The European Working Time Directive stipulates a host of regulations with regard to working hours. The Working Time Regulations – which enshrine the European Working Time Directive into UK law – stipulate limitations on the number of hours employees can work in a week, and also lay down requirements in relation to holidays, rest periods and more. As delivery drivers (especially those who work over long distances) often work for particularly long hours, these regulations are especially relevant to fleet operators. It is essential that fleets ensure strict compliance with these regulations, as failure to abide by them can result in heavy fines for operators.
Q. What are the regulations relating to HGV driver hours?
A. The Working Time Directive includes various restrictions in relation to HGV driver hours. For example, HGV drivers can work no more than 56 hours in a single week and 90 hours over a fortnight. They can drive for a maximum period of four-and-a-half hours (whether continuously or in successive periods) before they are obliged to take a statutory break of at least 45 minutes. This break period can be split into two, provided that the first part is at least 15 minutes and the second at least 30 minutes. There is a standard maximum daily driving time of nine hours, though there is also dispensation to increase this to 10 hours within a single fixed week. For more information, please see our guide to HGV driver hours.
Q. How are employers responsible for monitoring drivers’ working hours?
A. Firms that employ drivers are obliged to make sure that these employees abide by the Working Time Regulations and don’t exceed the relevant limits. Those who fail to ensure their drivers abide by these regulations could be subject to prosecution with unlimited fines. The process of ensuring compliance with the Working Time Regulations has however been greatly simplified through the introduction of telematics technology. Fleet managers can now use telematics systems to access and monitor information on driver hours, better enabling them to ensure that
Q. What is the relationship between driver fatigue and road accidents?
A. According to research from the Royal Society for the Prevention of Road Accidents (RoSPA), driver fatigue could be a contributory factor in up to 20 per cent of road traffic accidents. In addition, accidents resulting from driver fatigue are around 50 per cent more likely to cause death or serious injury. This is because drivers who have fallen asleep can neither brake nor swerve to avoid or mitigate the impact. It is also important to note that crashes caused by tired drivers are most likely to happen between the hours of 2am and 6am, and 2pm and 4pm. They are also most common during long journeys on monotonous roads (i.e. motorways) and hence are quite likely to involve drivers of goods vehicles.
Q. What role do tachographs play in managing driver hours?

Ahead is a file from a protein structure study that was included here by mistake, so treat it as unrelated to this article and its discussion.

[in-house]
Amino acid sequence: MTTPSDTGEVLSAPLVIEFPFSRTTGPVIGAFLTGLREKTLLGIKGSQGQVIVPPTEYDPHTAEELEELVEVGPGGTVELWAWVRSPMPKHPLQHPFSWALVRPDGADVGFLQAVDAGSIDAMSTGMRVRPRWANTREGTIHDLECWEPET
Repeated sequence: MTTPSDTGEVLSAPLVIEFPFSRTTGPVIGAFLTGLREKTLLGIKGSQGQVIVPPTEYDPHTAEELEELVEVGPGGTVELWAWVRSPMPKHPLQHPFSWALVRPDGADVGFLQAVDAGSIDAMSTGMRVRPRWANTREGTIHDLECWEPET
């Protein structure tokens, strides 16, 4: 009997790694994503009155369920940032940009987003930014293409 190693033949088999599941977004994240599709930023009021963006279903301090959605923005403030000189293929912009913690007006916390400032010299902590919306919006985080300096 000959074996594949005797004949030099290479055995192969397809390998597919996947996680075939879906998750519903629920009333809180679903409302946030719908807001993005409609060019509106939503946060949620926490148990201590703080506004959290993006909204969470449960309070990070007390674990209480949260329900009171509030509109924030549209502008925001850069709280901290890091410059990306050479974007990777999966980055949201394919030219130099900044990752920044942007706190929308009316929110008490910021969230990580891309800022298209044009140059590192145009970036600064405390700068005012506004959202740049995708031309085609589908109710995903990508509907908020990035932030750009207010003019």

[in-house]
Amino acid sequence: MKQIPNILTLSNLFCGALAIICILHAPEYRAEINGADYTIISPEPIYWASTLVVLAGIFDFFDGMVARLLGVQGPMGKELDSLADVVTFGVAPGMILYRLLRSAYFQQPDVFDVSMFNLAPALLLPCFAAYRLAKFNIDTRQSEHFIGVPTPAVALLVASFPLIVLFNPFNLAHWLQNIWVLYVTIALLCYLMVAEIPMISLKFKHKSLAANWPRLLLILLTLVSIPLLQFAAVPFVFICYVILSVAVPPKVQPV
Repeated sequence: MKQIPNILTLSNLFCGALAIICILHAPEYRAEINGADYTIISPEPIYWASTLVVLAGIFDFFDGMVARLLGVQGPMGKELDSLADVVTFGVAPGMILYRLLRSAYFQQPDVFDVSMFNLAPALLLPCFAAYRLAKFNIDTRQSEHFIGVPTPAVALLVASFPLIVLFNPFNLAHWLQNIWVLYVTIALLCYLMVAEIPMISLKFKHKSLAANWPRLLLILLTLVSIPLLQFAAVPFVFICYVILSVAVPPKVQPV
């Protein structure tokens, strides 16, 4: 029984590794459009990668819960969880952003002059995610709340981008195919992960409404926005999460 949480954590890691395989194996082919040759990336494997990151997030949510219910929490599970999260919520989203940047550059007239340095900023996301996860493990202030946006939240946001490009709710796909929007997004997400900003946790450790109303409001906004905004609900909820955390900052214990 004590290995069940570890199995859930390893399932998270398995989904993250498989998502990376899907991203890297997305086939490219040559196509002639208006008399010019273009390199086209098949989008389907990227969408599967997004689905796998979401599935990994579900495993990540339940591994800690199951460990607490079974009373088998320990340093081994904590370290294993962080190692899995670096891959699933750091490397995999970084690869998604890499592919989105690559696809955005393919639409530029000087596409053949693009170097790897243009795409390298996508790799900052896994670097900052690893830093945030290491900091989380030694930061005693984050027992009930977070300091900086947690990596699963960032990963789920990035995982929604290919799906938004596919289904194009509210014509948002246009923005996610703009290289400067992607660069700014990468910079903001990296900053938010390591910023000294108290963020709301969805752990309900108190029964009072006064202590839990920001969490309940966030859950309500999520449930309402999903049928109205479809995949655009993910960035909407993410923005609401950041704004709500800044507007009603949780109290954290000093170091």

A. Tachographs provide detailed and in-depth information about driver hours – including rest breaks – and automate its capture. This greatly simplifies the task of ensuring compliance with the Working Time Regulations, cutting down drastically on administrative hours as well as greatly reducing the risk of inaccuracies and helping to improve fleet productivity. Having an approved tachograph fitted is a legal requirement to ensure compliance with rules and driving hours regulations. It is also important to remember the value of integrating tachographs with telematics, thereby making driver hours data accessible in real time and helping fleet managers effectively manage resources in line with the relevant regulations.
Q. How can fleets help drivers manage their workload in a healthy and safe manner?
A. We’ve already touched on how telematics allows fleet managers to monitor driver hours simply and effectively. This is crucial to helping drivers manage their workload and promote a safer working environment, as well as ensuring compliance with the Working Time Regulations. Telematics also enables dynamic route planning, so that drivers are directed along the quickest and clearest route available – this allows them to minimise the amount of time they spend snarled up in traffic, thereby also making sure they spend less time on the road unnecessarily. This means less stress for drivers, and allows them to concentrate more on driving safely. Telematics also provides detailed insights into driver behaviour and can highlight patterns of dangerous conduct, which may themselves be an indicator of stress and overwork. Fleet managers can then take the appropriate action, including personalised training programmes or reallocating work to other drivers, where possible.
Disclaimer: The information included in this article is a representation of Working Time Directive laws at the time of publishing. Seek independent advice or see the Health and Safety Executive website prior to implementing any such processes.